As I prepare for my pending retirement (March 1, 2017), I am enjoying the process of going through old gems that I just couldn’t throw out: those things that had such influence and meaning for me in my career, and in that messy space between career and personal life.
... the drawings from my kids that say “love you mommy” in bright markers, which they made for me as they waited in the office for mommy to be ready to go home.
... the birthday cards and well wishes from staff at the annual roast that is a Tait birthday celebration.
Every year we work on incredible projects with extraordinary people. This year was no different.
From self-government communication strategies, to workplace safety campaigns, 2016 was a year that challenged us all to look at traditional means of communication and ask the question “How can we make this better?” Often the answer came through thinking outside of the box and finding innovative solutions to address larger communication goals.
The holiday season is a time for gathering and celebrating with family and friends, as well as workplace colleagues. A lot of us are decking the office halls with boughs of bling and holly for the occasion. Here at Tait, the office has been decorated for weeks as our social committee joyfully stirred up anticipation amongst staff for this year’s Christmas party.
In August 2008, Maple Leaf Foods was facing the worst crisis in its 100-year history.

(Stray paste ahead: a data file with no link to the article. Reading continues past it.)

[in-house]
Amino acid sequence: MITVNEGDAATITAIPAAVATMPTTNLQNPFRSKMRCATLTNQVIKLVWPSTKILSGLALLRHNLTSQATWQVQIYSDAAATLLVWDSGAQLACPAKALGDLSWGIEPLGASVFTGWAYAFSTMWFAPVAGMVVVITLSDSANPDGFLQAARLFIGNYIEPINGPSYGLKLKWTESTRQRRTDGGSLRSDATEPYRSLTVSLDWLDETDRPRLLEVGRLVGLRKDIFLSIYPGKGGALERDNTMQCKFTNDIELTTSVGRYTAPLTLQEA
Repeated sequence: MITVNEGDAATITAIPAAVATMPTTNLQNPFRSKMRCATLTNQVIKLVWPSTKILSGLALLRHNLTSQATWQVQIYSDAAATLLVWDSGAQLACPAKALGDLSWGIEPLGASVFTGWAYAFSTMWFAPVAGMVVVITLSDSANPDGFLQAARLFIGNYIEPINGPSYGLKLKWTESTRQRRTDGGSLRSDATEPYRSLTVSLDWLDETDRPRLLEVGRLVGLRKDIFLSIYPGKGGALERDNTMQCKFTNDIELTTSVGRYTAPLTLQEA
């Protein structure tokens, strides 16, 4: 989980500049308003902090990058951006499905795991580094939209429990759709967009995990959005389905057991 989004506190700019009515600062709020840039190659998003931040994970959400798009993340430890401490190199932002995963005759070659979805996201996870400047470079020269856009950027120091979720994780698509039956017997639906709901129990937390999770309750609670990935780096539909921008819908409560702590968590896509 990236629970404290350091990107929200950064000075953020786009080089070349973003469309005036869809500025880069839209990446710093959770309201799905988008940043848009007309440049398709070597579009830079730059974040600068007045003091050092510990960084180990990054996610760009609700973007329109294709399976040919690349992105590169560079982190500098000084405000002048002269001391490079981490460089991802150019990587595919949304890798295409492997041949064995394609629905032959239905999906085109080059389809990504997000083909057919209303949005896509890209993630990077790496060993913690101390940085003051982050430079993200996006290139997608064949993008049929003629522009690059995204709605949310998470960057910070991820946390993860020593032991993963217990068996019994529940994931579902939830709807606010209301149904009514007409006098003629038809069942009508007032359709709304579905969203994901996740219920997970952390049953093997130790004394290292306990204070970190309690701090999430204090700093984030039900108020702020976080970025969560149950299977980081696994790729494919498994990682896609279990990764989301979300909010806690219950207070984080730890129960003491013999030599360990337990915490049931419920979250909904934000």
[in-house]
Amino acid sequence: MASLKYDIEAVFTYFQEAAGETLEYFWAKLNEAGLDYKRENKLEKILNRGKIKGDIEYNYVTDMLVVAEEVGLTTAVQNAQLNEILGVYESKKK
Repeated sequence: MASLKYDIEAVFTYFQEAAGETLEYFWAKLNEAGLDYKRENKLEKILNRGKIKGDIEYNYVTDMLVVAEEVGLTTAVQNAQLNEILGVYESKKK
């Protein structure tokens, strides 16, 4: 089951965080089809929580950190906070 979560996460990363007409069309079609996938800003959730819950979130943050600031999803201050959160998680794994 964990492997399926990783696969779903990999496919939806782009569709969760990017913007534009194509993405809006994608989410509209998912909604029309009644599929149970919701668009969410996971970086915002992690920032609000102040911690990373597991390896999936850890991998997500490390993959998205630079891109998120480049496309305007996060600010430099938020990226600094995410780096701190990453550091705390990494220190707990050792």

Across the country, dozens of people fell ill—and some died—from consuming listeria-tainted packaged meats. A massive recall ensued, forcing the firm to shut down its Toronto packaging plant. Many thought the crisis would be the end of the iconic Canadian brand.
But Maple Leaf is as prominent today as it ever was.
I will tell you up front that most press releases—even well-written ones—usually die in an editor’s recycling bin. Editors receive dozens of press releases every day, most of which are promptly tossed away.
Despite that dour introduction, I believe the press or “media” release can still be an easy, zero cost way to boost your visibility, or get an important message out. I believe there is still much value in positive publicity from traditional media, including newspapers, radio and television.
Did you know that customer service likely dates back to around 1000 BC? That’s when merchants started becoming a part of societies, and had to find ways to not only sell their goods but also to meet their customers’ needs.
Today, customer service is more important than ever. The businesses—and other customer-focused organizations—that stand out are the ones who make a real effort to exceed their customers’ expectations.
Of the seven elements of design (line, colour, texture, shape, space, value, size) that I use daily in my work as a graphic designer, colour is my favourite. Space is a close second, but colour is… so many things. And in my first year as a designer here in Yellowknife, I came to appreciate both the simplicity and complexity of working with colour and how it differs from how I used it as a graphic designer while living in Calgary.